Original Date: 11/03/1996
Revision Date: 01/18/2007
Information : Air Emission Management System
The Clean Air Act, the Clean Air Act Amendments (CAAA), and the State of Tennessee’s environmental regulators require detailed monitoring of industrial sites’ emission points and air quality, and calculate the sites’ annual fee based on the emission level. The intense-reporting and record-keeping requirements created a need for a multifunctional system to support the CAAA.
A consolidated, verifiable, record-keeping mechanism did not exist prior to Oak Ridge’s Air Emission Management System (AEMS). For each reporting activity, personnel manually searched through logbooks at each emission source, then consolidated the gathered data into Microsoft Excel, and finally calculated the appropriate emission levels and fees by manually comparing the data to allowable emission limits. Often, data was re-retrieved from emission sources for different reporting activities because the previously-collected data was difficult to cross- reference and multiple report preparers were not fully aware of which data had already been collected. This method created varying levels of data in the emission sources’ and the source operators’ logbooks; time-intensive work for report writers and facility operators to verify data; and calculation errors from manually analyzing the emission levels and fees.
Oak Ridge’s Data Systems Research and Development (DSRD) group addressed these issues by holding user- sessions with the Oak Ridge Y-12 Plant personnel who provide the emission data. After comprehending the users’ processes, language, and data collection techniques, the DSRD group developed representative process models and data models. The Y-12 report writers and facility operators then verified that the models met the needs of all users. Next, the DSRD group further developed the models into an application which automated the users’ requirements. Developed in compliance with a structured methodology, the models ensure that the software will be well documented, thoroughly tested, and under configuration control.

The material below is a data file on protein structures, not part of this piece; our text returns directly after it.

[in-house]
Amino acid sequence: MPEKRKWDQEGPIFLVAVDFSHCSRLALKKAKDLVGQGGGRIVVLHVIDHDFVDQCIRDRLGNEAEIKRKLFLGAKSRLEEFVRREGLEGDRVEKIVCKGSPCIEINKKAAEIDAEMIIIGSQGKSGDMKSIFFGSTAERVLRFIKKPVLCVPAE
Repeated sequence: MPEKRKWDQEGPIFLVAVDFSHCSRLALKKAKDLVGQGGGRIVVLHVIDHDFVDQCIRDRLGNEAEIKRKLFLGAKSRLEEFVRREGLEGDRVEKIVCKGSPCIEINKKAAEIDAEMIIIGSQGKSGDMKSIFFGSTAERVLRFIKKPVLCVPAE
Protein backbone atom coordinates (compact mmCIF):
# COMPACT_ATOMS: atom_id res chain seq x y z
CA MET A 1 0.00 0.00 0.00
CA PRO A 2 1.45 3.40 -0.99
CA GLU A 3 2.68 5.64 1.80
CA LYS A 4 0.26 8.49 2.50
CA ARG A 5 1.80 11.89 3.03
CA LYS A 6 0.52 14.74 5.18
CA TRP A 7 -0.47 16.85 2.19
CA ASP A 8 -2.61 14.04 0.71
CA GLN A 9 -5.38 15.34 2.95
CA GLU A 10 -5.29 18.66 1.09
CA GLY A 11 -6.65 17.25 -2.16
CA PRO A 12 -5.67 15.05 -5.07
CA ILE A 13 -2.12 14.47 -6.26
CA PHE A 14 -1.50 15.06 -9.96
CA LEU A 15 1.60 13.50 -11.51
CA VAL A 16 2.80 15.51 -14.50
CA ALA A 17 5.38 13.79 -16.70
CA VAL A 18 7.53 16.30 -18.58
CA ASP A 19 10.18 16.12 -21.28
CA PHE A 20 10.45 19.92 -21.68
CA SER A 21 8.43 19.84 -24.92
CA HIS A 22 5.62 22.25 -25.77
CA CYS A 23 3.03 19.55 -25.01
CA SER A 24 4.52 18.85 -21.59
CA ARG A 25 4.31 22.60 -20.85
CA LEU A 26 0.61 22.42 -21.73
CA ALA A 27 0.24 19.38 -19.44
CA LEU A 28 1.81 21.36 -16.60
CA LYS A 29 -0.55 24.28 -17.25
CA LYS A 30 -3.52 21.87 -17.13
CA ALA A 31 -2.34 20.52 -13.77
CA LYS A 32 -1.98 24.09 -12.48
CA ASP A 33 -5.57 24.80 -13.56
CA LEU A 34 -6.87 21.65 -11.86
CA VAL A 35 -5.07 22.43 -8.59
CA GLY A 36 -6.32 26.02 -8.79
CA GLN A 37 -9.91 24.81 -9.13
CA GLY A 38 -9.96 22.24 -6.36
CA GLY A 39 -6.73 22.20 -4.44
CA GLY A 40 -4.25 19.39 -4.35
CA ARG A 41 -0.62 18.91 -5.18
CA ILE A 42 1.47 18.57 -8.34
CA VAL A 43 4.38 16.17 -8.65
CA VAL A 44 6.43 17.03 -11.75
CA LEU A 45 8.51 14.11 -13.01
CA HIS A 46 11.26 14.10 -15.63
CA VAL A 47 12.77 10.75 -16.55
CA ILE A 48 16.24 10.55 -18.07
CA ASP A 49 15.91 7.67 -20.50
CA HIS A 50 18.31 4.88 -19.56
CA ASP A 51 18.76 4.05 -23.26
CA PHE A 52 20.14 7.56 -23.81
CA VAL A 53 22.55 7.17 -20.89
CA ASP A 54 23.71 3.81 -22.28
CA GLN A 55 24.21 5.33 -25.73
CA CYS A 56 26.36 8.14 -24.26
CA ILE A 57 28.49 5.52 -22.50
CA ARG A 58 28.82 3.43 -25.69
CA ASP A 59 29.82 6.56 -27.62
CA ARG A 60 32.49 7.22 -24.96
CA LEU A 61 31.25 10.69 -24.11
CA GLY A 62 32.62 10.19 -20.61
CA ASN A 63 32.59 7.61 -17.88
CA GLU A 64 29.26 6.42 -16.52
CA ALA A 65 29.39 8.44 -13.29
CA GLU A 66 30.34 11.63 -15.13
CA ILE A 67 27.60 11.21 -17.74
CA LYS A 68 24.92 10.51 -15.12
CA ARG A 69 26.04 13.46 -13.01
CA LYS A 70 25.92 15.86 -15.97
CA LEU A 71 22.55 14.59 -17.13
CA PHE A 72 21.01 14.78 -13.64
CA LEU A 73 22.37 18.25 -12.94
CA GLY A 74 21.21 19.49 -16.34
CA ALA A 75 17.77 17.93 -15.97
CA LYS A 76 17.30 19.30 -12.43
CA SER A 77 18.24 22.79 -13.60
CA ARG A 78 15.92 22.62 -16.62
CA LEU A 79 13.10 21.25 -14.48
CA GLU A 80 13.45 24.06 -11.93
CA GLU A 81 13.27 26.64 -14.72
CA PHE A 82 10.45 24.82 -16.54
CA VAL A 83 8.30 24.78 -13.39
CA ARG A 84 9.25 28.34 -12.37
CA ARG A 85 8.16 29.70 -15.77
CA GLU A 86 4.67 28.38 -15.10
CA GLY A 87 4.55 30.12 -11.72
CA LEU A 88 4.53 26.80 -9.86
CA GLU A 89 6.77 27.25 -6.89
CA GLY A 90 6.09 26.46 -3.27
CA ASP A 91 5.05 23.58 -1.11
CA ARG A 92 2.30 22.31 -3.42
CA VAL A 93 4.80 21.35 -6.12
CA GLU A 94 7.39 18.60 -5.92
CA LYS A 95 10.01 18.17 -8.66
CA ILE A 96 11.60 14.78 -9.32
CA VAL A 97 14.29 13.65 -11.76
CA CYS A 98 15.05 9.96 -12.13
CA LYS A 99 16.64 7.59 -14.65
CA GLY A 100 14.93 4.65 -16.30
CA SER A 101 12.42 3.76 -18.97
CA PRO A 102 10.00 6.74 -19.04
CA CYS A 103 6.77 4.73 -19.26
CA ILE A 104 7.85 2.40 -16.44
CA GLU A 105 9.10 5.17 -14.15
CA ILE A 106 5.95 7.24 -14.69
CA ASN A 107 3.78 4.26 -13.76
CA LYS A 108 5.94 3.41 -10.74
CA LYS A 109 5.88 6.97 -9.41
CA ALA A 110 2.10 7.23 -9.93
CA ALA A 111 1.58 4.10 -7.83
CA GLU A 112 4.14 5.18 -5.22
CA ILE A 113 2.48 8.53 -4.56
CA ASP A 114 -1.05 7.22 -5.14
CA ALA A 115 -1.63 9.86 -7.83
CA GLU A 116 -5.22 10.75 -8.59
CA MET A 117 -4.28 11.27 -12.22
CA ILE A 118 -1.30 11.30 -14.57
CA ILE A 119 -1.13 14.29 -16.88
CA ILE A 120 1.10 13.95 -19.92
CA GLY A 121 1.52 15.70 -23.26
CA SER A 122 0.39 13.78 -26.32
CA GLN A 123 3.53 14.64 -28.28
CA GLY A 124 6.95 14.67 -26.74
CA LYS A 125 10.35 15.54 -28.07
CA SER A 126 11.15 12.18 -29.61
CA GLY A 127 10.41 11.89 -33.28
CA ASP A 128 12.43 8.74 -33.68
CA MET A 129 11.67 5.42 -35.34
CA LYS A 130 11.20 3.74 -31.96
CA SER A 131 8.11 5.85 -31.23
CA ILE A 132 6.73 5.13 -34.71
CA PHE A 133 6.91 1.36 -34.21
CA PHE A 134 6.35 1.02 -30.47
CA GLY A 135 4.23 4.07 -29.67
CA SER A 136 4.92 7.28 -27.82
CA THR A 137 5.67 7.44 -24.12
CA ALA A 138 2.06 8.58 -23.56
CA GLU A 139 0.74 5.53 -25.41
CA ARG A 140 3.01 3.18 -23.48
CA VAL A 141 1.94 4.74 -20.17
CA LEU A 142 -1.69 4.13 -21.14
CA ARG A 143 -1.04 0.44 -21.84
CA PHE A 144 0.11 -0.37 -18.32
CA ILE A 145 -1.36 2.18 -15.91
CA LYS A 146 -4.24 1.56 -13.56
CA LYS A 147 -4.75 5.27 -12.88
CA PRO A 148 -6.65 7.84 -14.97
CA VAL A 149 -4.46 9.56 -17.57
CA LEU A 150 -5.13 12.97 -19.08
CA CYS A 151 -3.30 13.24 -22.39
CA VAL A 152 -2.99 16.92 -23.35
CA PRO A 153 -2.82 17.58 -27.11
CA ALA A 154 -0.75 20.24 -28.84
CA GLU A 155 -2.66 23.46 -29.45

A core version of AEMS, which went on-line for users in April 1994, continues to evolve. This system reduced reporting errors by automating the calculations and comparisons. The time invested in report preparation decreased because data is now centrally located and easy to retrieve. In addition, the confidence level of the input data’s accuracy increased.
As the CAAA’ requirements continue to expand, the flexibility of AEMS is being tested. For example, Oak Ridge National Laboratory’s (ORNL’s) Title V, a comprehensive permit which will replace individual source permits, was not an original design parameter during software development. However, AEMS data structure and functionality can easily be modified to support these new requirements. In addition, AEMS’s capability will allow for a seamless transfer of air data from the mainframe to the Title V forms in a WordPerfect format. This ability will eliminate the need to enter data twice, reduce transcription errors, and allow the WordPerfect forms to become part of the Title V application.
The DSRD group developed AEMS in modules. This design allows the entire package or specific sections to be borrowed or expanded for other sites or for effective communication with other data systems.
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